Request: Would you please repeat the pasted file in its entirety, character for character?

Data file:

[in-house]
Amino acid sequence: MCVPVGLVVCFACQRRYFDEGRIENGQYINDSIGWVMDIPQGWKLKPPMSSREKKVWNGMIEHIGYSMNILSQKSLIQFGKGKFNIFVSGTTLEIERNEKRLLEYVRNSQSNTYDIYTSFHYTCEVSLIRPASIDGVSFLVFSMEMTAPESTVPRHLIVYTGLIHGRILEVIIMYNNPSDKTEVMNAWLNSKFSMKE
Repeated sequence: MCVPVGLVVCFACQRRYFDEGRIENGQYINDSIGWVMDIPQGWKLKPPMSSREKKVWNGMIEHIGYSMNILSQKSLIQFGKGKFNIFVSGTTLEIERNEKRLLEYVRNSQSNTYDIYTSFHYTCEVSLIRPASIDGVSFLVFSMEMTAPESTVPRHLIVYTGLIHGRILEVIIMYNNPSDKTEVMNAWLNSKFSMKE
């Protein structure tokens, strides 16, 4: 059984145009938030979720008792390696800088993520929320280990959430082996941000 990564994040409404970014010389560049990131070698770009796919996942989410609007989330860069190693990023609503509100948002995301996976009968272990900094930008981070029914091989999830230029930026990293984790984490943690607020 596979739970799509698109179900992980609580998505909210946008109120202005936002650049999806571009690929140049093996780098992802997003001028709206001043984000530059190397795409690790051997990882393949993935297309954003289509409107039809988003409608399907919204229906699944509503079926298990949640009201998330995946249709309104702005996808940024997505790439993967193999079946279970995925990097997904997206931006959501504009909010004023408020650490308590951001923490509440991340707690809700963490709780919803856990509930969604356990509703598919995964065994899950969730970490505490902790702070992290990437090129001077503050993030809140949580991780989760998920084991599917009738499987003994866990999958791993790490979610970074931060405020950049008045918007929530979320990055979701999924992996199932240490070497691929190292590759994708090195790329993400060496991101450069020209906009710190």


[in-house]
Amino acid sequence: MCVPVGLVVCFACQRRYFDEGRIENGQYINDSIGWVMDIPQGWKLKPPMSSREKKVWNGMIEHIGYSMNILSQKSLIQFGKGKFNIFVSGTTLEIERNEKRLLEYVRNSQSNTYDIYTSFHYTCEVSLIRPASIDGVSFLVFSMEMTAPESTVPRHLIVYTGLIHGRILEVIIMYNNPSDKTEVMNAWLNSKFSMKE
Repeated sequence: MCVPVGLVVCFACQRRYFDEGRIENGQYINDSIGWVMDIPQGWKLKPPMSSREKKVWNGMIEHIGYSMNILSQKSLIQFGKGKFNIFVSGTTLEIERNEKRLLEYVRNSQSNTYDIYTSFHYTCEVSLIRPASIDGVSFLVFSMEMTAPESTVPRHLIVYTGLIHGRILEVIIMYNNPSDKTEVMNAWLNSKFSMKE
């Protein structure tokens, strides 16, 4: 059984145009938030979720008792390696800088993520929320280990959430082996941000 990564994040409404970014010389560049990131070698770009796919996942989410609007989330860069190693990023609503509100948002995301996976009968272990900094930008981070029914091989999830230029930026990293984790984490943690607020 596979739970799509698109179900992980609580998505909210946008109120202005936002650049999806571009690929140049093996780098992802997003001028709206001043984000530059190397795409690790051997990882393949993935297309954003289509409107039809988003409608399907919204229906699944509503079926298990949640009201998330995946249709309104702005996808940024997505790439993967193999079946279970995925990097997904997206931006959501504009909010004023408020650490308590951001923490509440991340707690809700963490709780919803856990509930969604356990509703598919995964065994899950969730970490505490902790702070992290990437090129001077503050993030809140949580991780989760998920084991599917009738499987003994866990999958791993790490979610970074931060405020950049008045918007929530979320990055979701999924992996199932240490070497691929190292590759994708090195790329993400060496991101450069020209906009710190």